So, if we want higher-revving engines, we need to get rid of all that inertia that’s being stored in those pushrods and get the camshaft way closer to the valves. That means sticking it on top of the engine, or if you were living in the oil pan, that cam would be overhead.

So, a big advantage of having the camshaft overhead is that you eliminate the pushrods and all their inertia, and can make an engine that can rev much higher. That’s great!


Sure, there’s drawbacks, like now your engine will be taller to accommodate all that extra hardware on top (or wider, if it’s a horizontal engine), and it’s all more complex (with a giant timing chain or belt or gears), expensive, and, arguably, delicate, at least compared to most pushrod engines.

Once you move that camshaft up top, though, the mind starts to race: Is there more that can be done? We know that the bigger the valve area you have, the better the engine can breathe in (fuel and air) and out (exhaust gases), which helps the engine make more power and be more efficient.


A regular pushrod engine can really only actuate two valves per cylinder (well, Cummins sort of cheats with a Y-shaped rocker arm for their three-valve-per-cylinder pushrod B-Series engines) and there’s limits to how big you can make those two valves—so what if you had more valves per cylinder, for more valve area?

That would be better, and if you have two (or, you know, dual) overhead camshafts, you can do that rather easily. I mean, technically with one overhead camshaft, you can have three, but for four (or more) valves, you really want two.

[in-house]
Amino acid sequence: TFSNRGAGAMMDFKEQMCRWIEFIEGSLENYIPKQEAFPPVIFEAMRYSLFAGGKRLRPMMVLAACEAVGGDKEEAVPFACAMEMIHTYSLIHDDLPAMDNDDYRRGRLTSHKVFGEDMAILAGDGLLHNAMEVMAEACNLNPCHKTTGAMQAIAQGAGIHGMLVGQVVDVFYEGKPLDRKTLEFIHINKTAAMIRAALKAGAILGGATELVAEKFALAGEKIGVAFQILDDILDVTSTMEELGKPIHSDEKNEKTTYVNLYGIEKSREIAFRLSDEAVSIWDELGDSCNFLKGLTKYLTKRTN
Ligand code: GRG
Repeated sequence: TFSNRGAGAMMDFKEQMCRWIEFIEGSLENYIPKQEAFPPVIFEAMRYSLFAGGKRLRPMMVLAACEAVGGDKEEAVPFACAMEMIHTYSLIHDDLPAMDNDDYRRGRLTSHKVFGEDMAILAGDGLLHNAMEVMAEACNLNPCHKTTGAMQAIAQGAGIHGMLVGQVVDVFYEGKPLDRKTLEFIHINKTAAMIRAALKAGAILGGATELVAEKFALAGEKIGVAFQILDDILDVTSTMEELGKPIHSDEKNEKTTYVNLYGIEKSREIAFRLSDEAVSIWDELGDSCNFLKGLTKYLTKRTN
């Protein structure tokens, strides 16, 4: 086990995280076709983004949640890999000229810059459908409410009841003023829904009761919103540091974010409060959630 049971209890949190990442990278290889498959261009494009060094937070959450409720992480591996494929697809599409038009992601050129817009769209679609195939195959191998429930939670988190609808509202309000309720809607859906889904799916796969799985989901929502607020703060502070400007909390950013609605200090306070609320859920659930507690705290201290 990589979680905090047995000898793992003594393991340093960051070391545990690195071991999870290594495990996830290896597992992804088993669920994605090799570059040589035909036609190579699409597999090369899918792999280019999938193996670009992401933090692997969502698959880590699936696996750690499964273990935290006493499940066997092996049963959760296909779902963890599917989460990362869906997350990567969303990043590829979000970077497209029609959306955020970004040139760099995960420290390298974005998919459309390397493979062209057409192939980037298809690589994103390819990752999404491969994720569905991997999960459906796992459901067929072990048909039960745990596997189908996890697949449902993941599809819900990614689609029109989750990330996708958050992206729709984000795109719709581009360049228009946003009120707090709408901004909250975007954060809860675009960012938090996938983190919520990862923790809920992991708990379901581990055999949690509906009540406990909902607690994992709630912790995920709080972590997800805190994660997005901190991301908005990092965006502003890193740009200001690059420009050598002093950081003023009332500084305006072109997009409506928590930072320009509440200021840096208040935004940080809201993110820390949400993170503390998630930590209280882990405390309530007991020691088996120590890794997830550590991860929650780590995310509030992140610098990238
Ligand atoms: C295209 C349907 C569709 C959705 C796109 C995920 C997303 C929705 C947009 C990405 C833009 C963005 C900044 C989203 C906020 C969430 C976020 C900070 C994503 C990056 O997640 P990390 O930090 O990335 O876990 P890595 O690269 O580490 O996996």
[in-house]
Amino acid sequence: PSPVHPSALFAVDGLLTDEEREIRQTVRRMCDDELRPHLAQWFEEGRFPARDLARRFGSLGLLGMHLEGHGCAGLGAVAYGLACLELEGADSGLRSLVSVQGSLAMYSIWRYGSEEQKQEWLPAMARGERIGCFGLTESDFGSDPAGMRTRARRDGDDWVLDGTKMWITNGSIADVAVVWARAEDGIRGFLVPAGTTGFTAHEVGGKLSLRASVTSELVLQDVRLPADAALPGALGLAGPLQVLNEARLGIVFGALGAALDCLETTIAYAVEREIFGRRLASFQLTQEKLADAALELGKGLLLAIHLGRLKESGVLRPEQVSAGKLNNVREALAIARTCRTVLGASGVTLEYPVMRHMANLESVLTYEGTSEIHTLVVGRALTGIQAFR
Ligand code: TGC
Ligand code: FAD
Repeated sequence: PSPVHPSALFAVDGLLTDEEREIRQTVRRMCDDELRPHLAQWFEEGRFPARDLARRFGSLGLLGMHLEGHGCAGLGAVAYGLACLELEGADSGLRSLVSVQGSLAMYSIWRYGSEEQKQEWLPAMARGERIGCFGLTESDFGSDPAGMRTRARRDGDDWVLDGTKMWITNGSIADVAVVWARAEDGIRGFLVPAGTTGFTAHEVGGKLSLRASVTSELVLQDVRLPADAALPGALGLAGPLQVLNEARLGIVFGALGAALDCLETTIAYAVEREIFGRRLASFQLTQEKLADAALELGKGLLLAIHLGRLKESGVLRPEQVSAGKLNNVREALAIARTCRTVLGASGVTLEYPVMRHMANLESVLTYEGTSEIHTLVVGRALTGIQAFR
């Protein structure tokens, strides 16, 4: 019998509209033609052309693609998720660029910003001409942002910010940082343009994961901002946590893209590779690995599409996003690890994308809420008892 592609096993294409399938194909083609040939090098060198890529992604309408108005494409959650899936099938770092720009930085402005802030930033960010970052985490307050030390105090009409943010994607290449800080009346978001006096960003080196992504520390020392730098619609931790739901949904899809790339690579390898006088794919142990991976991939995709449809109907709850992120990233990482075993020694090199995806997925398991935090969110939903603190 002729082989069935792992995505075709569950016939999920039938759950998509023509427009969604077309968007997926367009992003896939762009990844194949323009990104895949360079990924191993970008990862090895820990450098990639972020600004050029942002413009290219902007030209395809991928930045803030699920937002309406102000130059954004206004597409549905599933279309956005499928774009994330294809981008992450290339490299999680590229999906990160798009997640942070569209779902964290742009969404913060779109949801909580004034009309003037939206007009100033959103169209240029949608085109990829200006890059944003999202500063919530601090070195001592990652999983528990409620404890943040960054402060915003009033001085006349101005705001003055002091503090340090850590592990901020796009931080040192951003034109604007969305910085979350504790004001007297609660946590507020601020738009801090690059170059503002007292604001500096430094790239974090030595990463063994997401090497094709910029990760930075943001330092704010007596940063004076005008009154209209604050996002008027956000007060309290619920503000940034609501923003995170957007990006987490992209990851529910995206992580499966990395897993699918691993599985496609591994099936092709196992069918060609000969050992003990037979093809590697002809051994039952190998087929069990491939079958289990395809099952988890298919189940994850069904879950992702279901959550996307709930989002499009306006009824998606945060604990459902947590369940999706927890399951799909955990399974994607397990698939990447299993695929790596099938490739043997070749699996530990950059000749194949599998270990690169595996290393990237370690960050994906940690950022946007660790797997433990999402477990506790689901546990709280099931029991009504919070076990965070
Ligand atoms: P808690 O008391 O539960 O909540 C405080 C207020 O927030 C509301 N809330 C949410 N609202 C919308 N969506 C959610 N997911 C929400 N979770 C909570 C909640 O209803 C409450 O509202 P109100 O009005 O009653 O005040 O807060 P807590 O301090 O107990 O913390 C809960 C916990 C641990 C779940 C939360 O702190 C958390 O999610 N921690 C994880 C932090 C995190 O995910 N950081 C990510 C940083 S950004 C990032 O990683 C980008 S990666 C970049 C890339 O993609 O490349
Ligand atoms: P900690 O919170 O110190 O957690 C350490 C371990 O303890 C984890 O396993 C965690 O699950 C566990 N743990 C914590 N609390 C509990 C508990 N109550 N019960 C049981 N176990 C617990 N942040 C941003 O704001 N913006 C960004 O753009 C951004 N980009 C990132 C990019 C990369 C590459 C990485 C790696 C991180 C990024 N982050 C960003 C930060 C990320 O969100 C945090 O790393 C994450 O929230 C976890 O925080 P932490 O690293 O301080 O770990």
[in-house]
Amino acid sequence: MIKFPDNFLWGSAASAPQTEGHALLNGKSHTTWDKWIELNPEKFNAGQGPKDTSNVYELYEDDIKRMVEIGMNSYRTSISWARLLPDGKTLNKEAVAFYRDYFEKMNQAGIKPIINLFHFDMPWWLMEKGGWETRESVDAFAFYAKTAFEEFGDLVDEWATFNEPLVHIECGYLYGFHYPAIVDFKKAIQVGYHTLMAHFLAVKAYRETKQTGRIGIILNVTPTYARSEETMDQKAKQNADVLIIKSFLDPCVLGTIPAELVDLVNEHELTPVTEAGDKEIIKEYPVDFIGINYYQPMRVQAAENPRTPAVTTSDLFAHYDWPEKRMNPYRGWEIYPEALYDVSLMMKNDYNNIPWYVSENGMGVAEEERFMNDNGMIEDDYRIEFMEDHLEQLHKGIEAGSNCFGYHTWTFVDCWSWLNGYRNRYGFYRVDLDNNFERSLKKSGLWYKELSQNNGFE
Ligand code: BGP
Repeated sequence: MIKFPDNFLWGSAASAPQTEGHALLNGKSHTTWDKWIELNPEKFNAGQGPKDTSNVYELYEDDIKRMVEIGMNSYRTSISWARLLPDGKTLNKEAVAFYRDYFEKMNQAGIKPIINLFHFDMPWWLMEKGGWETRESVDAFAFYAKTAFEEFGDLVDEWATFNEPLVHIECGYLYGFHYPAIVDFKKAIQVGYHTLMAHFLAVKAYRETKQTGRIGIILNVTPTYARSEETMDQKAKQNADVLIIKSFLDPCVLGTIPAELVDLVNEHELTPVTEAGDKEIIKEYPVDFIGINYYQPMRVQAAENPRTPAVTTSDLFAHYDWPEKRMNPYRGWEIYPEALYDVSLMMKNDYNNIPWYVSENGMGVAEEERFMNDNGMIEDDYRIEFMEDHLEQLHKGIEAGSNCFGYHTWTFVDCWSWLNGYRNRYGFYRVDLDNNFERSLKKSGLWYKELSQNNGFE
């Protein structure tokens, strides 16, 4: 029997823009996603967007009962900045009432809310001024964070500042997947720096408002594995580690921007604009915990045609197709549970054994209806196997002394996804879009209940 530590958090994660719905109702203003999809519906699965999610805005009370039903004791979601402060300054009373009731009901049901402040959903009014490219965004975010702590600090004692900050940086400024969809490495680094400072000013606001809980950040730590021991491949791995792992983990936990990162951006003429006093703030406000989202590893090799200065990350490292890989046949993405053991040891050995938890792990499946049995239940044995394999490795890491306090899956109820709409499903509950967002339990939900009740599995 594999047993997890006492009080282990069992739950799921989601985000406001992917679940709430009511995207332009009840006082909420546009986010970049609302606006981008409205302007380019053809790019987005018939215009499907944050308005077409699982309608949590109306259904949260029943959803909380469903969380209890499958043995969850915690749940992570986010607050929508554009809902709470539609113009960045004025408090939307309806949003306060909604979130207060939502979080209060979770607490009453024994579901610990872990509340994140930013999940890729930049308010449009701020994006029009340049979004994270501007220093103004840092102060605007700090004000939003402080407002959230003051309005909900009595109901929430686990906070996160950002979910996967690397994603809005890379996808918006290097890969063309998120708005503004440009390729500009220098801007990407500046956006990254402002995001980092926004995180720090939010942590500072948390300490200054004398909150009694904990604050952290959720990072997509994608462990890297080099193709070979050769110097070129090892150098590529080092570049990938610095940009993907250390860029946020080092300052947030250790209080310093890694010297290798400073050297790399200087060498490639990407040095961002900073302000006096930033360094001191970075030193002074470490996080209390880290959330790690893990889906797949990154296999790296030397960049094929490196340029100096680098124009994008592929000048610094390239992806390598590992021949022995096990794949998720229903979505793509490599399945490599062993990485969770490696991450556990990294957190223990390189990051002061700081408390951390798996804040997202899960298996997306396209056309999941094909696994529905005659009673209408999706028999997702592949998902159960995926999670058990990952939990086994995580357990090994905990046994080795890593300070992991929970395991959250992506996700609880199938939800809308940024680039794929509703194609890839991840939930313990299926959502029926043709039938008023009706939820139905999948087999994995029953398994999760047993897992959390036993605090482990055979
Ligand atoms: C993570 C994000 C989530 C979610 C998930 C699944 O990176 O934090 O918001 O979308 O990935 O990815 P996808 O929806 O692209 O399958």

Here’s a little explainer of why four valves are better than two:

So, if you have a pair of camshafts on top of your engine, one for the intake valves, and one for the exhaust, you can use those camshafts to actuate those valves directly (well, essentially; there will be a shim in between), with no pushrods or rocker arms, and you can have twice as many valves per cylinder.


Sure, there’s some added complexity with a whole second camshaft, but, in some ways, it’s a pretty small leap from one overhead cam to two, and you get the huge advantage of easily doubling your valves. Plus, with that extra cam, you’re now able to independently change intake and exhaust valve timing using a Variable Valve Timing system to optimize power and efficiency. So why not?

All of this multi-valve technology started trickling into major manufacturer lineups in the ‘70s and rushing into the mainstream in the 1980s and into the ‘90s. As it did, carmakers rushed to advertise their developments in making more power from smaller engines. That explains the DOHC badges, along with a host of other Twin Cam advertisements when they could manage.


So, back to our original question: What’s such a big deal about DOHC that carmakers stick the letters on badges and slap them on your car?

The big deal is twofold: first, the overhead-ness of the camshafts mean that the engine can potentially rev higher thanks to less valvetrain inertia, and the dual-ness means that each cylinder can easily have more than two valves (yielding better intake and exhaust flow) and the intake and exhaust valves can be controlled independently using variable valve timing. These things combined can make a dual overhead cam engine more attractive than a pushrod or even a single overhead camshaft design.


So, that’s worthy of telling everyone behind you about, I think.

Senior Editor, Jalopnik • Running: 1973 VW Beetle, 2006 Scion xB, 1990 Nissan Pao, 1991 Yugo GV Plus, 2020 Changli EV • Not-so-running: 1977 Dodge Tioga RV (also, buy my book!:



I remember when it was all the rage to put “5-speed” badges on cars, like that was revolutionary.

Also, for pushrod engines with 2 valves per cylinder, why didn’t they make the valves oval vs. circular, to get more surface area to work with?